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Growth is slowing, admits Osborne
George Osborne has been forced to acknowledge a grim picture of declining growth and rising unemployment for the UK over the coming years.
The Chancellor insisted he was still on course to meet his key targets of eliminating the UK's structural deficit within five years and getting national debt on a downward course as a proportion of GDP by 2015/16.
But his Labour shadow Ed Balls said the economy was flatlining and the country was suffering "all of the pain and none of the gain" at the Government's hands.
The Office for Budget Responsibility forecasts announced in the Autumn Statement put growth at 0.9% for this year and 0.7% for 2012 - sharply downgraded from 1.7% and 2.5% in the body's last forecasts at the time of the March Budget.
Growth is then expected to pick up to 2.1% in 2013, 2.7% in 2014, and 3% in 2015 and 2016.
Unemployment was forecast to increase from 8.1% this year to 8.7% in 2012 before falling back to 6.2% by 2016.
And the OBR warned that as many as 600,000 jobs could be lost in the public sector by 2015/16 - a dramatic 50% increase on its previous estimate of 400,000. By the following year, that number could have reached 710,000.
The Government is set to borrow ?111 billion more over the next five years than previously expected, with borrowing peaking at ?127 billion this year before declining to ?53 billion by 2015/16.
The structural deficit will not be eliminated until 2016/17, according to the OBR predictions - two years later than it forecast in March.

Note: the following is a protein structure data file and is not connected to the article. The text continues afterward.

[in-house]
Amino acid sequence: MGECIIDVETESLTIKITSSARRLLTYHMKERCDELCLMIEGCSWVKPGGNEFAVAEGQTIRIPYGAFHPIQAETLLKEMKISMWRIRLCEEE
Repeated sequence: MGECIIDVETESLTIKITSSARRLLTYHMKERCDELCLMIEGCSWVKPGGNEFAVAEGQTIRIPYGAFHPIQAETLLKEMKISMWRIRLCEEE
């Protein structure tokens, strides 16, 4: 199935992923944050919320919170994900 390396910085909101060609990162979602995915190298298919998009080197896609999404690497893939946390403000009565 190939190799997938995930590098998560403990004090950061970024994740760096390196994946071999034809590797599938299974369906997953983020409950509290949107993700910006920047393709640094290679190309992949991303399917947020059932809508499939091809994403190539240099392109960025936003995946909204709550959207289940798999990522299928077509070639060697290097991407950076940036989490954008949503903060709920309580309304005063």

Mr Osborne announced a package of growth measures intended to boost GDP by encouraging investment in infrastructure, small companies and the regions and getting young people into work.
But he had few high-profile goodies for ordinary voters, simply confirming widely-trailed reports that he would hold rail fare increases down to inflation plus 1% and cancel a planned 3p rise in fuel duty, as well as providing free nursery care for 260,000 two-year-olds.
Pensioners will see a ?5.30-a-week boost to ?107.45 in their basic state pension and work-related benefits will be uprated in line with the unusually-high CPI inflation rate of 5.2% recorded in September.
But some of the money will be clawed back by holding down increases in elements of the tax credits paid to low-earners in work. And Mr Osborne announced that the pension age will be raised to 67 from 2026.
Mr Osborne issued a blunt warning to unions to call off strikes over public sector pensions planned for tomorrow.
He set the scene for possible future confrontation with the unions by announcing a review of public sector pay which could lead to widely varying rates for the same job in different parts in the country.
And he told public sector workers that annual pay rises will be limited to 1% for two years after their current pay freeze ends.
The Chancellor told MPs that his statement offered "leadership for tough times", rather than "promises of quick fixes and more spending that this country can't afford at times like this".
But Mr Balls said the OBR figures showed the Government's austerity agenda had been "entirely counter-productive and self-defeating".
"It's backfired," said the shadow chancellor. "We have had all of the pain and none of the gain."
you include pay and pension contributions."